We gave it a C-
In his first two novels, The Mezzanine (1988) and Room Temperature (1990), Nicholson Baker perfected a humorous style based on the meticulous description of the most banal details. In Baker’s world, merely breaking a shoelace was enough to inspire an urgently beautiful comic epiphany that lasted for pages.
The Mezzanine was about a man ruminating during his lunch hour, and Room Temperature described the thoughts of a man feeding his infant daughter a bottle of milk. But Nicholson’s new one, Vox, is about s-e-x, and the book is being pumped up as a billowing literary scandal — ”The most sexually provocative novel of our time,” according to his publisher — because of its premise: It’s a novel in the form of a telephone conversation between a man and a woman whose voices meet on one of those sexy-talk ”party lines.” The two chat for the length of this book about turn-ons, orgasm, and the eroticism of Tinkerbell in the Walt Disney version of Peter Pan: ”She’s got quite small breasts but quite large little hips, and large little thighs, and she’s wearing this tiny little outfit that’s torn or jaggedly cut and barely covers her, and she looks down at herself, a lovely little pouty face, and she puts her hands on her hips as if to measure them…Oh that got me hot! This tiny sprite with big hips.”
Vox is a brilliant idea, really, for a book in 1992: a piece of safe-sex pornography with high-art aspirations (i.e., even though its protagonists get off, you won’t). Vox is foxy; Vox has moxie. And because Vox is hotsy, Baker has already been: profiled in Vanity Fair, parodied in The Washington Post, and chastised in Publishers Weekly. When Baker tours to give readings, some rattled bookstores will reportedly ask him to read from his earlier, supposedly safer novels. And because his previous work has been so wonderful and so poor-selling — I didn’t even mention his terrific lemme-tell-ya-about- John Updike book of psycho-litcrit, U&I (1991) — it’s impossible to begrudge Baker his 15 minutes of Vox fame. But, speaking as a major fan, I am obliged to point out that Vox is a flop-a stylistic flop, which is deeply disappointing, because the style was what Baker had previously mastered with such grand wit. In the past, he has made his self-indulgence a riot.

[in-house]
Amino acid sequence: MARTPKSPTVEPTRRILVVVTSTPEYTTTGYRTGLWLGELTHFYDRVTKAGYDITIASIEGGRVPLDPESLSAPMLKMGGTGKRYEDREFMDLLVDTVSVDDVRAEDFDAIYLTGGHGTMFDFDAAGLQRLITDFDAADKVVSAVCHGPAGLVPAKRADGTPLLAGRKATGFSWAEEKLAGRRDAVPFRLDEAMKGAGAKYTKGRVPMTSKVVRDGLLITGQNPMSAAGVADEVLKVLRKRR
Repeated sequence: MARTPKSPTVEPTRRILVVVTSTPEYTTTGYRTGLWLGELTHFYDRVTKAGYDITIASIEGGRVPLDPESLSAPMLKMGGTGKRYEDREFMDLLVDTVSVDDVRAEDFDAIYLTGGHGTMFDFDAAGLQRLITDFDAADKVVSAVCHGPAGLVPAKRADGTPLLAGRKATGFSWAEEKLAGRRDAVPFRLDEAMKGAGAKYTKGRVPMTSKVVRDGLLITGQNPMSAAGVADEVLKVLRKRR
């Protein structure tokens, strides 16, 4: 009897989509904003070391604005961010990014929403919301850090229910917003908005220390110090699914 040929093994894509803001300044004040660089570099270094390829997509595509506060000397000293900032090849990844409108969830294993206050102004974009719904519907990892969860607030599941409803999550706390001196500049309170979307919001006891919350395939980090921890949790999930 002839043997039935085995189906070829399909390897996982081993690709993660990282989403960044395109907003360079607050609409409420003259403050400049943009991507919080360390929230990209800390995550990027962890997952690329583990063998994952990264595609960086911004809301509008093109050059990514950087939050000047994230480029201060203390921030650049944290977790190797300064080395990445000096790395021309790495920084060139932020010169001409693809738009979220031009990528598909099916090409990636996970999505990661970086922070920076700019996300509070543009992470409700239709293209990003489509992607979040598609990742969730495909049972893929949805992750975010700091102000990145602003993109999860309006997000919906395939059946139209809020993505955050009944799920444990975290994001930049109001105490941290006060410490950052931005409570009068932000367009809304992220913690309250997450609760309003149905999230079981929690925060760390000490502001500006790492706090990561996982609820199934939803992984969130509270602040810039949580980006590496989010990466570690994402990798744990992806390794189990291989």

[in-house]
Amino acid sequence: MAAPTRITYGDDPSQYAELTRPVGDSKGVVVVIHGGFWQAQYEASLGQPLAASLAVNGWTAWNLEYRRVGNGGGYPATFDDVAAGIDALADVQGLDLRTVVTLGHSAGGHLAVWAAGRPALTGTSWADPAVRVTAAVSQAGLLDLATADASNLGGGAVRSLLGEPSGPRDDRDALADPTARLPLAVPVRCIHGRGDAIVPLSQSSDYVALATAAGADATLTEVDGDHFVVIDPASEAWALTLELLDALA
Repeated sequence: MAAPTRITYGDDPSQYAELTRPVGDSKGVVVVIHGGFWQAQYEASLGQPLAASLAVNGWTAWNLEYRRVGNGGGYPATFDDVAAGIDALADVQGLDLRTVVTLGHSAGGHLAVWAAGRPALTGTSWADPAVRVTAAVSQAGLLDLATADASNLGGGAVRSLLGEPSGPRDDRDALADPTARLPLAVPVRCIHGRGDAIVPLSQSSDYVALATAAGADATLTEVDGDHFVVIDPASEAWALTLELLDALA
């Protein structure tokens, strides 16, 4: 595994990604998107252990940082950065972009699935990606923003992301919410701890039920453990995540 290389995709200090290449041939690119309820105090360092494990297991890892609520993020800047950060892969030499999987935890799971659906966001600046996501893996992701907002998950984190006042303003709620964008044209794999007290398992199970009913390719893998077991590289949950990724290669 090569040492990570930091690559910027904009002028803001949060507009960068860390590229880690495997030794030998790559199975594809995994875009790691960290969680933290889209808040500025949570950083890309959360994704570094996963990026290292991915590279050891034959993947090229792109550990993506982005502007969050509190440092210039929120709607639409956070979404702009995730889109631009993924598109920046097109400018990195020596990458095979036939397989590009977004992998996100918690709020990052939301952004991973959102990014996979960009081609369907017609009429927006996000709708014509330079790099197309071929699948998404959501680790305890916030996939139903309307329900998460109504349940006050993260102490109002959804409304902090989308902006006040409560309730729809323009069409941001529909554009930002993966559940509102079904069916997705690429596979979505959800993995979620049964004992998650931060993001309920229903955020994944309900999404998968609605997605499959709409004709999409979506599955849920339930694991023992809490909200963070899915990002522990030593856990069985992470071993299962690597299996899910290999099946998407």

In Vox, however, he reduces style to a stunt. The novel’s funniest details are the innumerable euphemisms Baker has invented for the male sex organ (”sperm-dowel,” ”bobolink,” and ”Werner Heisenberg” are typical). But Vox‘s overriding problem is this: There are two people in this book, Jim and Abby, yet Vox has only one voice — a dry, nattering tone shared by both the man and the woman. In a book that’s all dialogue, you have to keep stopping to figure out who’s saying what — the ”he said”s and ”she said”s are fairly few. The result is tedious and even annoying, as if Dame Ivy Compton-Burnett had written an endless letter to Penthouse Forum.
This crucial flaw is so obvious, one can only assume that it occurred to the novelist, and he reassured himself that he had avoided it. But he didn’t. By all means, rush out and read everything else this man has written. Vox, however, is what no Nicholson Baker book has been before, even when he was spending hundreds of words mulling over the relative merits of plastic versus paper drinking-straws: It’s boring. C-